Anglican church chides Nigeria's "scheming" rulers

Abuja, Nigeria - Nigeria's Anglican primate on Thursday challenged the country's politicians to curb their "ostentatious" lifestyle and called for an immunity clause protecting them from prosecution to be scrapped.

Archbishop Peter Akinola also said politicians were "scheming" ahead of the next general election in 2007 instead of working to alleviate the suffering of the poor masses in Africa's most populous nation.

"The political class are not helping matters as scheming for the 2007 elections seems to override every other consideration," the influential Akinola, who leads the world's second largest Anglican community, told a news conference.

"The suffering of the vast majority is as glaring as the ostentatious living of a privileged few," he said.

His words will come as music to the ears of most Nigerians, who live in poverty with few basic services like running water or electricity in a country that exports billions of dollars' worth of oil every year. Decades of corruption, mismanagement and neglect under successive military rulers have left the country's infrastructure in disarray.

Six years after a return to civilian rule, few of Nigeria's 140 million people have felt any improvement despite government talk of "dividends of democracy". Many still see politics as a money-making venture rather than a mission of public service.

One recent controversy saw the governor of the oil-producing state of Rivers -- where armed conflict, sabotage and kidnappings are rife -- come under fire for building a new government house with helipad and pool and buying a private jet.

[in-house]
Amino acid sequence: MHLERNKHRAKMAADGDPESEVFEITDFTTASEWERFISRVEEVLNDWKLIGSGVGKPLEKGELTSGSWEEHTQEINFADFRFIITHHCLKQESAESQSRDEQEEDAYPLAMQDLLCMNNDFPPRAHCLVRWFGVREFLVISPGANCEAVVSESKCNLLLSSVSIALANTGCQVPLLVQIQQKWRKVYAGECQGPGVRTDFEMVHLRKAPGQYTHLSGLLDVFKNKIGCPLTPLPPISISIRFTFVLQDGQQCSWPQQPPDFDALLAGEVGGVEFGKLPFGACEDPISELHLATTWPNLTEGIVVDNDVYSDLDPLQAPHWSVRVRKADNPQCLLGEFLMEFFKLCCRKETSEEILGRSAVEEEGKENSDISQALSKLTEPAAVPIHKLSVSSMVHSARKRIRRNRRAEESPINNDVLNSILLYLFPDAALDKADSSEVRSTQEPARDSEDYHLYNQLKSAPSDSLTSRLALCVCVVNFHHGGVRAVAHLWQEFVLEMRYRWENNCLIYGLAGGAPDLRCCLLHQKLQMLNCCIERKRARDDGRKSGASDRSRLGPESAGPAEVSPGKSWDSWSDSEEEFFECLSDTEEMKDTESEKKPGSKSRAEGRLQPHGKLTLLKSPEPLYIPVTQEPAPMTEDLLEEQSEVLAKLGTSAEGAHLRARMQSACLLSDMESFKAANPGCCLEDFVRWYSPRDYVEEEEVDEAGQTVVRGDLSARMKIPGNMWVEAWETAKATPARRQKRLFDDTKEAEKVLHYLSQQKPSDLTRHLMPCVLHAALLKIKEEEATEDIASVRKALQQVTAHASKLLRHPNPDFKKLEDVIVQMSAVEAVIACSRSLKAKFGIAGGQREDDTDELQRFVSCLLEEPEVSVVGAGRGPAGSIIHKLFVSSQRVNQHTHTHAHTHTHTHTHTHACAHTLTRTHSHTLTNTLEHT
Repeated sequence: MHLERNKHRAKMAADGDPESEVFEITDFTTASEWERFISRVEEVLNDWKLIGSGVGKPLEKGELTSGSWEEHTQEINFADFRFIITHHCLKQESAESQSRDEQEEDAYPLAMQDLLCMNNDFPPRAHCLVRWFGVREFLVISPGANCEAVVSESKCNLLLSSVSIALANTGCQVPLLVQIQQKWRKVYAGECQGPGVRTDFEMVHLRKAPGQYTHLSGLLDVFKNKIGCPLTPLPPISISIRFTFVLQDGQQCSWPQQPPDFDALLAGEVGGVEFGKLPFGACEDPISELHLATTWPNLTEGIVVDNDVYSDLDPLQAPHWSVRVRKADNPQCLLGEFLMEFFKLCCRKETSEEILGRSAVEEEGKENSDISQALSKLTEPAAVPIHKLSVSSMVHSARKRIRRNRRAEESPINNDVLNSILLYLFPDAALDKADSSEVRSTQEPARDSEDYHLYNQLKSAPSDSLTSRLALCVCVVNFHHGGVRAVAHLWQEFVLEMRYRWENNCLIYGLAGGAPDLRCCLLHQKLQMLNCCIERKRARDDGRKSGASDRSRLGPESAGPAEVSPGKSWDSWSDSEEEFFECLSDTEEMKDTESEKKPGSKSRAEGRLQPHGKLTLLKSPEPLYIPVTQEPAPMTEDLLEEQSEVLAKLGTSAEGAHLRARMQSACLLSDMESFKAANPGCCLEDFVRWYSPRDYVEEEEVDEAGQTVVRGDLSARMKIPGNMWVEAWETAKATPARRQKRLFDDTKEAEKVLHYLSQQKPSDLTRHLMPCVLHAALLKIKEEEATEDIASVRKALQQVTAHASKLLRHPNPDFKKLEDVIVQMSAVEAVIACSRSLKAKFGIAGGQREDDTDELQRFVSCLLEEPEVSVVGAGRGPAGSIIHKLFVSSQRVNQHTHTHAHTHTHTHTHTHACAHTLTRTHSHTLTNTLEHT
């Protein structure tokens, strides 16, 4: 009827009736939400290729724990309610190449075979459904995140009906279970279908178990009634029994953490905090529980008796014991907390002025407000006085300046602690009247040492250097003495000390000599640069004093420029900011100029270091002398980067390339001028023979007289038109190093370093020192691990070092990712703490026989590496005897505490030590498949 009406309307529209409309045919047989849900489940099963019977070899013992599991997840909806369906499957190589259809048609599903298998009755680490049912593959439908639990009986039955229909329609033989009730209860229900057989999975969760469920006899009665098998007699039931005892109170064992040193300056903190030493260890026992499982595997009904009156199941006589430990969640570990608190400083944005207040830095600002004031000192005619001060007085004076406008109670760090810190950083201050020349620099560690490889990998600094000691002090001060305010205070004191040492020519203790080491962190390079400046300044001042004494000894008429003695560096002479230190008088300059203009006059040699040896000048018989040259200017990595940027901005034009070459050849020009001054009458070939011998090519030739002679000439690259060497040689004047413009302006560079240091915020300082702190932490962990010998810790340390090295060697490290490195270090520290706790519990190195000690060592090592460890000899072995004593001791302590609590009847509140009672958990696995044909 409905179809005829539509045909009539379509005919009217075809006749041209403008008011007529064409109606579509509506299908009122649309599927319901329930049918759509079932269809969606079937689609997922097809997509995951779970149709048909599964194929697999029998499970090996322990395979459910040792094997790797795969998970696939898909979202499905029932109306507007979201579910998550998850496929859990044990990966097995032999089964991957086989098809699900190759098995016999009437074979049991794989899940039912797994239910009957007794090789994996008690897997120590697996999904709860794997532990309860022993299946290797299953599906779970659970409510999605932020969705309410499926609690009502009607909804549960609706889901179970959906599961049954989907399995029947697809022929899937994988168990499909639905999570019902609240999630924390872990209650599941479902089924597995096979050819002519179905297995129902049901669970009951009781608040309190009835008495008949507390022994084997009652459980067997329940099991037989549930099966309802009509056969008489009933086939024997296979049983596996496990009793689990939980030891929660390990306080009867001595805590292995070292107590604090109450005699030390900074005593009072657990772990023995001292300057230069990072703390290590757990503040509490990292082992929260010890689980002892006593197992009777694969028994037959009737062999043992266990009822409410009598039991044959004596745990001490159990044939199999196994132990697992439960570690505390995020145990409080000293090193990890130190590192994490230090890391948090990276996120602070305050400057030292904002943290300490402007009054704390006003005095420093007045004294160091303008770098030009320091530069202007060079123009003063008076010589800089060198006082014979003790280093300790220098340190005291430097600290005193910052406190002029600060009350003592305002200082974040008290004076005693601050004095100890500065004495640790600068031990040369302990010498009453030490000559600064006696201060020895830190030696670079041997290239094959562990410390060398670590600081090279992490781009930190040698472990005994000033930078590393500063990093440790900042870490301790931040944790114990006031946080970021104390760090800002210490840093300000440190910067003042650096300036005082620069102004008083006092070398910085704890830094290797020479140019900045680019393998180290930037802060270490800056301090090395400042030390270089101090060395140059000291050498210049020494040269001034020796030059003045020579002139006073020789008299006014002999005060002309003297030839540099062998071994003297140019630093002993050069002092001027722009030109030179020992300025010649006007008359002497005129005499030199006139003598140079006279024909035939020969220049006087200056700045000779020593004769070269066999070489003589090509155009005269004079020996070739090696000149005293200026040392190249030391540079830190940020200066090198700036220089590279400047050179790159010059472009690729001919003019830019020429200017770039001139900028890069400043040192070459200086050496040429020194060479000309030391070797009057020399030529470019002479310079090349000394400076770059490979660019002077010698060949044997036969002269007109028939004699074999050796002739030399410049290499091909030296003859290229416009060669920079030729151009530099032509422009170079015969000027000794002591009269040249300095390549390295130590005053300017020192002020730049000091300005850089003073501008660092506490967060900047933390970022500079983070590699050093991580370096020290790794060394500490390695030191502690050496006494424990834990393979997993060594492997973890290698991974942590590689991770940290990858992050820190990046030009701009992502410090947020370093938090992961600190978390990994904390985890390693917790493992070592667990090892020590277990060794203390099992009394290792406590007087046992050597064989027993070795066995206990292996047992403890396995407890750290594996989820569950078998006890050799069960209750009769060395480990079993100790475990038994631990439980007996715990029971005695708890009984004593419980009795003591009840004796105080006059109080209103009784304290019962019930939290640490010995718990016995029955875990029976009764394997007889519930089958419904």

Akinola said a constitutional clause giving immunity from prosecution to elected officials had done more harm than good.

"When leaders are clearly living beyond their means or where there is evidence of funds being transferred into foreign bank accounts, if the immunity clause should be called to their aid it makes the whole idea ridiculous," he said.

Governor Joshua Dariye of Plateau State is under investigation by British police over alleged money-laundering and has been charged with embezzling public funds in a Nigerian court, but has successfully claimed immunity from prosecution.

Akinola's call comes a day after another governor, from the oil-producing state of Bayelsa, was charged in a London court with money-laundering. Police had found 1 million pounds in cash at his London house. He denies any wrongdoing.